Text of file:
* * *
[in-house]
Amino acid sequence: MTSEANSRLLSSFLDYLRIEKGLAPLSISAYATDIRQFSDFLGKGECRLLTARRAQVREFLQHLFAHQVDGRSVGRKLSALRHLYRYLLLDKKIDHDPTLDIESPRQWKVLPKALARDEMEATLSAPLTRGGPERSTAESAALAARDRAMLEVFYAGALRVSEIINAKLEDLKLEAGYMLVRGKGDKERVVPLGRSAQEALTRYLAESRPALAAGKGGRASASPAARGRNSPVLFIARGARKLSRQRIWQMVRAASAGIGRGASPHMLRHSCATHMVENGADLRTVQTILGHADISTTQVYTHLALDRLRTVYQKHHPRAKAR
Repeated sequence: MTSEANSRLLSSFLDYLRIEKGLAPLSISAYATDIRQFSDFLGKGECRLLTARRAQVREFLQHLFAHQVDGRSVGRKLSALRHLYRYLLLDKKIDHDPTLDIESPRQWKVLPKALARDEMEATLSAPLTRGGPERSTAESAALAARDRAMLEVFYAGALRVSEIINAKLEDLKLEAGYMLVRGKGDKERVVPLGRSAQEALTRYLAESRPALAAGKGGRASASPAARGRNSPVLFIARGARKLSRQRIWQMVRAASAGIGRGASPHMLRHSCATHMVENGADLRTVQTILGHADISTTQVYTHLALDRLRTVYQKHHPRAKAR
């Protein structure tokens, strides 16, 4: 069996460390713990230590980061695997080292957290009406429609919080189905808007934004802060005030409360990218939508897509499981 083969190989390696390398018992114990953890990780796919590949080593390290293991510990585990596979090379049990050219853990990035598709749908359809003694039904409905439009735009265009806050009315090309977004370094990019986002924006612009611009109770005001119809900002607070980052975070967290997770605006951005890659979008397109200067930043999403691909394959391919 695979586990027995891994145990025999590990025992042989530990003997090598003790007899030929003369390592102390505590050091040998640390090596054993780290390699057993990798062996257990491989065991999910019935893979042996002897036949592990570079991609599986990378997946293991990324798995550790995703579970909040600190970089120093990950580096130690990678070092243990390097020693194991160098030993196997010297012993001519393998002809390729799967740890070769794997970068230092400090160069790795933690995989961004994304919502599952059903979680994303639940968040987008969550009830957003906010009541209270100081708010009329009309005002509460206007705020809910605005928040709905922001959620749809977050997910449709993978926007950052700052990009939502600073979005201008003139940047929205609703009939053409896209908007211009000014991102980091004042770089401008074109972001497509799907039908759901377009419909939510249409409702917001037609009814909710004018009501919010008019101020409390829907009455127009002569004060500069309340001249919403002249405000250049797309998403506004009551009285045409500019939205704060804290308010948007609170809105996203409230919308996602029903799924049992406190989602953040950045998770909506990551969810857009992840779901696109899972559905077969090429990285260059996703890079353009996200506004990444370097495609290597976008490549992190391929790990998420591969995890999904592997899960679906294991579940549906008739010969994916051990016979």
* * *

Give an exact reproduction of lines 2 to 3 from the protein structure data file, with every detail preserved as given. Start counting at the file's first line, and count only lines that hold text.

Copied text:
Amino acid sequence: MTSEANSRLLSSFLDYLRIEKGLAPLSISAYATDIRQFSDFLGKGECRLLTARRAQVREFLQHLFAHQVDGRSVGRKLSALRHLYRYLLLDKKIDHDPTLDIESPRQWKVLPKALARDEMEATLSAPLTRGGPERSTAESAALAARDRAMLEVFYAGALRVSEIINAKLEDLKLEAGYMLVRGKGDKERVVPLGRSAQEALTRYLAESRPALAAGKGGRASASPAARGRNSPVLFIARGARKLSRQRIWQMVRAASAGIGRGASPHMLRHSCATHMVENGADLRTVQTILGHADISTTQVYTHLALDRLRTVYQKHHPRAKAR
Repeated sequence: MTSEANSRLLSSFLDYLRIEKGLAPLSISAYATDIRQFSDFLGKGECRLLTARRAQVREFLQHLFAHQVDGRSVGRKLSALRHLYRYLLLDKKIDHDPTLDIESPRQWKVLPKALARDEMEATLSAPLTRGGPERSTAESAALAARDRAMLEVFYAGALRVSEIINAKLEDLKLEAGYMLVRGKGDKERVVPLGRSAQEALTRYLAESRPALAAGKGGRASASPAARGRNSPVLFIARGARKLSRQRIWQMVRAASAGIGRGASPHMLRHSCATHMVENGADLRTVQTILGHADISTTQVYTHLALDRLRTVYQKHHPRAKAR